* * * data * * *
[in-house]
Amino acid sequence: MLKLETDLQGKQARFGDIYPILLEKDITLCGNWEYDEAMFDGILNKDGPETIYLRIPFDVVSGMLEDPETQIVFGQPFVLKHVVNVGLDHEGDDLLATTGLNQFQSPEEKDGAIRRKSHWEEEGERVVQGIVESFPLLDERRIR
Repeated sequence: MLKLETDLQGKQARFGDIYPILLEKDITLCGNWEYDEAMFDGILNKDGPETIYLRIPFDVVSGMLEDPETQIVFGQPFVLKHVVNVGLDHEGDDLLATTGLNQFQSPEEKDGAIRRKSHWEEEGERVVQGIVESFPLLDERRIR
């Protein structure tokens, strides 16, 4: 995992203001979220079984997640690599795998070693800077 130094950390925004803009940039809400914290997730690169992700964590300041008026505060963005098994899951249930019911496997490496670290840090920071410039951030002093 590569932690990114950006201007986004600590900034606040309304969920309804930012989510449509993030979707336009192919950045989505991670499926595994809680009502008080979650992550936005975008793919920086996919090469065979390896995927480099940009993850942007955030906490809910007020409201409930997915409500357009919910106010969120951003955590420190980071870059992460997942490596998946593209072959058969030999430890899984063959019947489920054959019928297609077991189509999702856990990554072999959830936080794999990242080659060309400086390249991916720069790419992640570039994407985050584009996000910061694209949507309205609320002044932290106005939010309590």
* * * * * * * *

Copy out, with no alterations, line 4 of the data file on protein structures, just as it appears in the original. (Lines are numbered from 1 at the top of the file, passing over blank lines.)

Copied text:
């Protein structure tokens, strides 16, 4: 995992203001979220079984997640690599795998070693800077 130094950390925004803009940039809400914290997730690169992700964590300041008026505060963005098994899951249930019911496997490496670290840090920071410039951030002093 590569932690990114950006201007986004600590900034606040309304969920309804930012989510449509993030979707336009192919950045989505991670499926595994809680009502008080979650992550936005975008793919920086996919090469065979390896995927480099940009993850942007955030906490809910007020409201409930997915409500357009919910106010969120951003955590420190980071870059992460997942490596998946593209072959058969030999430890899984063959019947489920054959019928297609077991189509999702856990990554072999959830936080794999990242080659060309400086390249991916720069790419992640570039994407985050584009996000910061694209949507309205609320002044932290106005939010309590």